HANAPEPE — The strong smell bothering Hanapepe residents for some three weeks is due to a disruption of the typical sulfur cycle in a drainage ditch, possibly caused by an accidental chemical spill, state Department of Health officials said yesterday.
“There could be many factors. We’re investigating a discharge from a company,” said Watson Okubo, Supervisor of the Monitoring and Analysis section of the DOH’s Clean Water Branch, who confirmed that company to be Kaua‘i Farm Fuel, which converts used grease and oil, provided by restaurants, into biodiesel fuel. “I’m not saying they caused it, but they might have been a factor.”
Adam Asquith of Kaua‘i Farm Fuel said the company’s grease traps had filled up and then “burped out the top” after a small rainfall, causing as much as a “couple hundred gallons” of grease, oil and washwater to enter a dry ditch behind the company, which leads to the drainage canal.
However, Asquith said that any oil or grease that made it all the way to the drainage ditch would be immediately noticeable because it would float on top of the wastewater, and instead believed that if anything, only washwater containing soap and not oil, reached the ditch.
“Trust me, we’re concerned about it too, because the odor wafts right across our facility from the canal,” Asquith said. “I think it’s a very bad coincidence.”
Okubo said a multitude of natural factors, including water turbidity, algae bloom, fish kills and decreases in oxygen levels, may have also contributed to the failure of photosynthetic bacteria to break down hydrogen sulfide gas before it reached the surface and caused the strong odor.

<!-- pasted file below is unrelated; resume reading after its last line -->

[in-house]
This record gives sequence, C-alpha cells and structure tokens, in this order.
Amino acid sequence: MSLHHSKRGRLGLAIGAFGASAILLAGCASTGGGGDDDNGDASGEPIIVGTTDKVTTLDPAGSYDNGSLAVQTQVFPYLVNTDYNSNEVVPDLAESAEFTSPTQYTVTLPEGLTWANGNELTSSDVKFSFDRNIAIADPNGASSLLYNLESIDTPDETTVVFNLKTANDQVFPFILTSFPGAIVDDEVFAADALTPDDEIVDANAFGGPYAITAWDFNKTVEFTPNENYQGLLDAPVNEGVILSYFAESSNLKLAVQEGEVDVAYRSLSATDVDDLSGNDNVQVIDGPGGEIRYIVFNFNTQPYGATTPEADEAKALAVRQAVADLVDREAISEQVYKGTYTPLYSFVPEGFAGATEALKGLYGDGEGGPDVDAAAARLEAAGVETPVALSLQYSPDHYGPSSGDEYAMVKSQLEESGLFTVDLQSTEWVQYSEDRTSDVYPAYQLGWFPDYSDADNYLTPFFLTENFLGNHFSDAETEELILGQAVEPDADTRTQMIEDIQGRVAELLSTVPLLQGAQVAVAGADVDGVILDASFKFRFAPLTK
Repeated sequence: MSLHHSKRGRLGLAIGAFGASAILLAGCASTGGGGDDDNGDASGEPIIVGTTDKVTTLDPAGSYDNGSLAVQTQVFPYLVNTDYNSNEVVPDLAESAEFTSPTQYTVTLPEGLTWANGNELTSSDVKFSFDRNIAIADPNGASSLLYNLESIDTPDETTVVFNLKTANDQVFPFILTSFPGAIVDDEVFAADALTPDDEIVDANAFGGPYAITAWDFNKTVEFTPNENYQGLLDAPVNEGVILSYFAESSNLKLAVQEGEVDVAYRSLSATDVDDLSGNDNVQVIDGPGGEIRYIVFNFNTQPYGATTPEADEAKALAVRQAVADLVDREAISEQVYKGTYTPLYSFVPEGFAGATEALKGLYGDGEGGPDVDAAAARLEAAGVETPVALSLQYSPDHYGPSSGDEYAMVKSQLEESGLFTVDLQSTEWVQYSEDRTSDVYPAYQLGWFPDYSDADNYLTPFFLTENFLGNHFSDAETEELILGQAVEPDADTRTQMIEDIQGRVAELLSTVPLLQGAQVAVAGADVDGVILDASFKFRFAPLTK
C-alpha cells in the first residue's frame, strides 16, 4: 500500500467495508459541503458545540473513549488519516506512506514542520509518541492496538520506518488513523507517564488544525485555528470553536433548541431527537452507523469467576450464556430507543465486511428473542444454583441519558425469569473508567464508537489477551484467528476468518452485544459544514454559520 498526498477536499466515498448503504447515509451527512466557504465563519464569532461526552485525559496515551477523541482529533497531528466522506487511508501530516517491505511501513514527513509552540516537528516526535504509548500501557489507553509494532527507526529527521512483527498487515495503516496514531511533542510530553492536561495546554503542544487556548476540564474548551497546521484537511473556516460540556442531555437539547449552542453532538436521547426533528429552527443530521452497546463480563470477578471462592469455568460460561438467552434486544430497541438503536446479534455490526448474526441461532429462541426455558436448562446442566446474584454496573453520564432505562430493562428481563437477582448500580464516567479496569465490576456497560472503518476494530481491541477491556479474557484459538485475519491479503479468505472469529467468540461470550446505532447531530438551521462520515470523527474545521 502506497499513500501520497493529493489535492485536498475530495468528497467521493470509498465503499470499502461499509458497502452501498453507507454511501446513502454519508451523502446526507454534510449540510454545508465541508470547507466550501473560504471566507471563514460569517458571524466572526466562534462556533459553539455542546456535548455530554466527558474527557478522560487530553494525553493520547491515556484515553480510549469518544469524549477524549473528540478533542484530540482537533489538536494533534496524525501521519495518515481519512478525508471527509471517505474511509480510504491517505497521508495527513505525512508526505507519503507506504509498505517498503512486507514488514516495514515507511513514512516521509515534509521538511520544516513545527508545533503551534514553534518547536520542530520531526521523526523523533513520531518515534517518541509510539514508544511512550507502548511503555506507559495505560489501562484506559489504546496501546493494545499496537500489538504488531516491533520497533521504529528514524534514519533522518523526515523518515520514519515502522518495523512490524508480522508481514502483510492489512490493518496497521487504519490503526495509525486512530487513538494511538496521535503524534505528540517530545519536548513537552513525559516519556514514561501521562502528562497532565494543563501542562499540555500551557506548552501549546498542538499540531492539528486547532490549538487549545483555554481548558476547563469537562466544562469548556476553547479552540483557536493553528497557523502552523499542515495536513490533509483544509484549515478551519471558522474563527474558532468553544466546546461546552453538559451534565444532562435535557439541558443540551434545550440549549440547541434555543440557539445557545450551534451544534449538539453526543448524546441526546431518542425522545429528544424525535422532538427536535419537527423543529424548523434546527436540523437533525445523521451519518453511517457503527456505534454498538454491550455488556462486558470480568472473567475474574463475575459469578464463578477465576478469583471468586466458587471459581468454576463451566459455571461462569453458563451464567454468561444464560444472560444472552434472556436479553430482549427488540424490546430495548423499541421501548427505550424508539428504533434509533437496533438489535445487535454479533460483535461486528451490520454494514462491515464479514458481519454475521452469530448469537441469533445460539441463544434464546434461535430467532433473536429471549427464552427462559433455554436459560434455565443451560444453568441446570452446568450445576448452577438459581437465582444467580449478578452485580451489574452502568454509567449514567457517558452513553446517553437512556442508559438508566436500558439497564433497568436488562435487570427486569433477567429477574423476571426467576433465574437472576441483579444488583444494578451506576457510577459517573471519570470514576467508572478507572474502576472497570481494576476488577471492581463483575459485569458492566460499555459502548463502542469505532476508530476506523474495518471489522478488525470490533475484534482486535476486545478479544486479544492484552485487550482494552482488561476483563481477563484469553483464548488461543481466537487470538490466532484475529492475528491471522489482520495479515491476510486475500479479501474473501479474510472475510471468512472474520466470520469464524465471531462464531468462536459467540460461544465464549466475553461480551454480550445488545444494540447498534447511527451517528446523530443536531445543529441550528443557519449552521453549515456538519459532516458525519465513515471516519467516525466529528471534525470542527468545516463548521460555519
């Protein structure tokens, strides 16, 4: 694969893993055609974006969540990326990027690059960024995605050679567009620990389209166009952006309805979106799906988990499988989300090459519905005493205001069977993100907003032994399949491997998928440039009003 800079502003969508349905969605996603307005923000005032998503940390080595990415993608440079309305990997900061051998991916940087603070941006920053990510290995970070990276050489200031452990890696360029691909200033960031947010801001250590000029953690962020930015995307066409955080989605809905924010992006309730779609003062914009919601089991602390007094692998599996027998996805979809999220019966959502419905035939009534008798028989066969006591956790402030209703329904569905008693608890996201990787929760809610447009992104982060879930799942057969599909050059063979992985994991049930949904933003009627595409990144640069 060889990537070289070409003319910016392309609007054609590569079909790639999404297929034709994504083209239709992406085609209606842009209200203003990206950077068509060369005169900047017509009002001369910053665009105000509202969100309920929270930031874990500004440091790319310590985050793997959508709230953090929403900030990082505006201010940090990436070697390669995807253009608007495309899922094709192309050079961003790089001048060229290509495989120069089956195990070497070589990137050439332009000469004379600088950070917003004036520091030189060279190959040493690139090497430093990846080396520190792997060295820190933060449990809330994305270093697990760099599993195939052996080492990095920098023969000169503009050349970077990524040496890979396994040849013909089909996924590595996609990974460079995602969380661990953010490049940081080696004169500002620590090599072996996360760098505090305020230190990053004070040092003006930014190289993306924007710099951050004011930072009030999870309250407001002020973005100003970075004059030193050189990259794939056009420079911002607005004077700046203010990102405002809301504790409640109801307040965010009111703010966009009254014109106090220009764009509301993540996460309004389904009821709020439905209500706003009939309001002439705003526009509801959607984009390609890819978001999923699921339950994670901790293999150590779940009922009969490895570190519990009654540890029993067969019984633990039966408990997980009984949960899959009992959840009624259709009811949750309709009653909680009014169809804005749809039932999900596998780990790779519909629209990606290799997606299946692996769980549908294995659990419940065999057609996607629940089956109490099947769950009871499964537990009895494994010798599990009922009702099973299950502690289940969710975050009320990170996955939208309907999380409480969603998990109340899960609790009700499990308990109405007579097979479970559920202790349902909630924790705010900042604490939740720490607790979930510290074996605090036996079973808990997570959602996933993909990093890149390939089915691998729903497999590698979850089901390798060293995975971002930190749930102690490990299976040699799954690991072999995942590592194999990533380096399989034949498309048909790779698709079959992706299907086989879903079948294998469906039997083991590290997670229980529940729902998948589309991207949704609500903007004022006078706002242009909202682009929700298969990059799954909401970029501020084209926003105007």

David Duncan, a 10-year Hanapepe resident, described the smell as a “putrid, wretched, gagging stench” and a “sulfur stink.”
The smell, however, is not believed to be dangerous.
“From our experiences in the past, it’s a nuisance problem, but it can be a very terrible nuisance problem. If there’s no wind, the odor can linger. It just hangs there,” Okubo said. “It’s not dangerous in the sense that you’re going to find people dying, but there are going to be people who are sensitized, and they’ll want to go elsewhere.”
Steve Chang and Lene Ichinotsubo of the DOH’s Solid Hazardous Waste Branch, which issued Kaua‘i Farm Fuel’s permit, said that they were in the process of conducting an investigation into the spill and exploring punishments for possible violations therein.
“Ultimately, we want to achieve regulatory compliance with the facility,” Ichinotsubo said. “We had discussions previous to this incident about measures they can take to improve their operations … housekeeping issues they can improve on.”
Asquith said that the company has already taken steps to ensure that a similar spill does not happen again.
“The trap itself is completely capped off, so that if the containment were breached, it’ll back up … so our facility would get covered with an inch of standing water with grease floating on top,” he said. “We’re being more diligent about pumping it out all the time instead of only when it gets full.”
Furthermore, the company has taken a role in cleaning up the ditch by skimming the top surface of the canal and removing dead fish and scum.
“They’ve taken some responsibility to assist in cleanup,” Chang said. “They’re taking the initiative to do so, which helps out the community.”
• Michael Levine, staff writer, can be reached at 245-3681 (ext. 252) or via e-mail at firstname.lastname@example.org